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D
ECEMBER
2005 N
OTICES OF THE
AMS 1317
Opinion
Future High-SchoolMath Teachers andUpper-Level MathCourses
There is considerable anecdotal evidence that high-schoolmath teachers do not see the relevance of the upper-levelmath courses they took in college to the mathematics thatthey are teaching in high school. There are two programs atMichigan State University that have led several of us to lookat this situation more closely: a Teachers for a New Era (TNE)grant whose purpose is to examine the undergraduate education of future teachers, and our senior-level capstonecourse for future secondary math teachers that is jointlytaught by a mathematician and a math educator.We have discovered missed opportunities for drawingconnections between the math upper-level mathematicscourses and high-school math. Sometimes the math is too“elementary” to be mentioned in the college course. Some-times the topic is mentioned but not sufficiently empha-sized nor connected to the high-school math, and the students forget it by time they take the capstone course.Finally some topics, such as trigonometry, have been at best briefly surveyed in post-precalculus courses. Given how im-portant it is for us to educate future high-school teacherswell, perhaps mathematics departments should encourageinstructors in upper-level undergraduate math courses toinclude discussions about such connections.Here are a few examples:From complex analysis:
√ −
4
×√ −
9
=
√
36. This is anexample of something usually considered “too elementary”to appear in a complex analysis course. But most of ourfuture high-school teachers had not seen it before, and theywere somewhat skeptical since they had grown up with
√
a
×√
b
=
√
ab
. The explanation is likely to involve dis-cussing
f
(
z
)=
z
2
as a function of the unit circle to itself that wraps the circle around itself twice. Most have not seenthat kind of a description of a function before.From multivariable calculus: lines and planes in3-space. Each is determined by a point and a vector. In bothcases the point is on the object; the vector is parallel tothe line or perpendicular to the plane. Lines and hyper-planes are subspaces of
n
-space, so they are topics of lin-ear algebra. Their descriptions generalize the descriptionsof lines and planes in 3-space. Our capstone students hadforgotten essentially all of this. We designed a project forthem of taking the equations for lines and planes in 3-spaceand restricting them to 2-space. This yields two descrip-tions of lines in 2-space, which the students were askedto reconcile.From abstract and linear algebra, several topics that areimportant for future teachers and hence need to be em-phasized by the instructors of the courses.1.The division algorithm. They need to know this both for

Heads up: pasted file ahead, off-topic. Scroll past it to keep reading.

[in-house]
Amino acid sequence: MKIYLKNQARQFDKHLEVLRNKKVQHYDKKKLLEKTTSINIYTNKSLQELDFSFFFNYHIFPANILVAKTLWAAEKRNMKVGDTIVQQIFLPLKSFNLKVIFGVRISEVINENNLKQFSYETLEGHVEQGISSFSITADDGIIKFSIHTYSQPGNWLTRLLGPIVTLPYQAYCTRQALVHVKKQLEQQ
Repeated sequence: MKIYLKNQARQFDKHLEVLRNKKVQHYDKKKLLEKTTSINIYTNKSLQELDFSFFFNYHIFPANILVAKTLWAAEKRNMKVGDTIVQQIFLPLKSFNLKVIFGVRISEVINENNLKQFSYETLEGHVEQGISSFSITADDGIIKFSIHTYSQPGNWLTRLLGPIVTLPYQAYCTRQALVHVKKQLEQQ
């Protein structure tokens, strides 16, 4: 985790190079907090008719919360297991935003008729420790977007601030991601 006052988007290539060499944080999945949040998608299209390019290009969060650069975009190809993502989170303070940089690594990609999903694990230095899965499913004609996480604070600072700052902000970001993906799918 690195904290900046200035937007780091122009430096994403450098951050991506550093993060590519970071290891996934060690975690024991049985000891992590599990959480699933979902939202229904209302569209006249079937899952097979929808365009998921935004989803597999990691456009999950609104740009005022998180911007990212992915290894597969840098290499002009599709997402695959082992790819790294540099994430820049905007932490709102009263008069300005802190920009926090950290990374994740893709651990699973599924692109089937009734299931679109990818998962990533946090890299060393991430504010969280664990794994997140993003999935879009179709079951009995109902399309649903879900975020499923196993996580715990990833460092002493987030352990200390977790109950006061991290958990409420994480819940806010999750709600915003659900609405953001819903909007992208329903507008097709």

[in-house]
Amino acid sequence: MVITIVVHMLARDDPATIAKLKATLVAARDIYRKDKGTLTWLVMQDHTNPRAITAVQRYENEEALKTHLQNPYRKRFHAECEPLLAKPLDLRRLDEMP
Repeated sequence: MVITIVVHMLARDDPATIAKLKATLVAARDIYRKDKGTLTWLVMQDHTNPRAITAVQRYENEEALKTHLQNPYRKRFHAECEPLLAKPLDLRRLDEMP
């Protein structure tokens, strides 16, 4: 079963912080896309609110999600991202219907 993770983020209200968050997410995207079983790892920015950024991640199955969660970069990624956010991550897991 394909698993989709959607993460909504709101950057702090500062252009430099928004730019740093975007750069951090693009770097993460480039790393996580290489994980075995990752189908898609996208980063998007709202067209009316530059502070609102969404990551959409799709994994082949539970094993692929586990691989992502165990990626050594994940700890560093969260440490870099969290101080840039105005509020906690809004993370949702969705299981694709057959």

Z
and for polynomials over fields. In particular they needto know why all of the hypotheses are necessary.2.The Fundamental Theorem of Algebra and factoring of polynomials over
C
into linear factors and over
R
intolinear and quadratic polynomials.3.Using the quotient
R
[
x
]
/
(
x
2
+1)to explain why it is rig-orous to describe addition and multiplication in
C
as“just like polynomials except that
x
2
=
−
1.”4.Matrices that induce rotations and reflections in theplane.5.The least squares problem of fitting a regression lineto points in a plane.Some general comments:
Functions.
Essentially students know a function has in-puts and outputs such that every input has a unique out-put. Several had never had to memorize a formal defini-tion, such as “A function consists of two sets and a rule”or “A function is a set of ordered pairs….” This means thatstudents going off to graduate school may not have either,and I have concerns about that. In any case, future high-school teachers need to know all three definitions and un-derstand their equivalence, as all three appear in high-school math textbooks.
Trigonometry.
To our surprise, most of the studentshad very little trig at their fingertips. Mostly, they had notseen much trig since high school, except for graphs anda few identities in calculus. In the second capstone course,we gave these students a thorough review, emphasizingthings they will need to understand when they teach. Butis this something we should worry about for all math ma- jors?
Graphs.
Except for functions from the reals to the reals,students may have no idea where the graph of a functionlies. They can get very creative in discussing graphs of ra-tional functions that have factors like
x
2
+4in the de-nominator and get confused about where the asymptotesat
±
2
i
go.Many people reading this will come up with other con-cerns both for our future high-school math teachers andfor our math majors in general. It seems like a crucial timefor mathematics departments to discuss these issues.
Acknowledgements.
The author would like to thank GailBurrill, Jon Hall, Peter Lappan, Thomas Parker, JacobPlotkin, and Sharon Senk for helpful comments and sug-gestions.
—Richard O. Hill Michigan State University
hill@math.msu.edu
An expanded version of this article can be found at
http://www.math.msu.edu/~hill/
.
1318 N
OTICES OF THE
AMS V
OLUME
52, N
UMBER
11
Letters to the Editor
No More Homework
In the letter “Homework and Google”appearing in the December 2004,
No- tices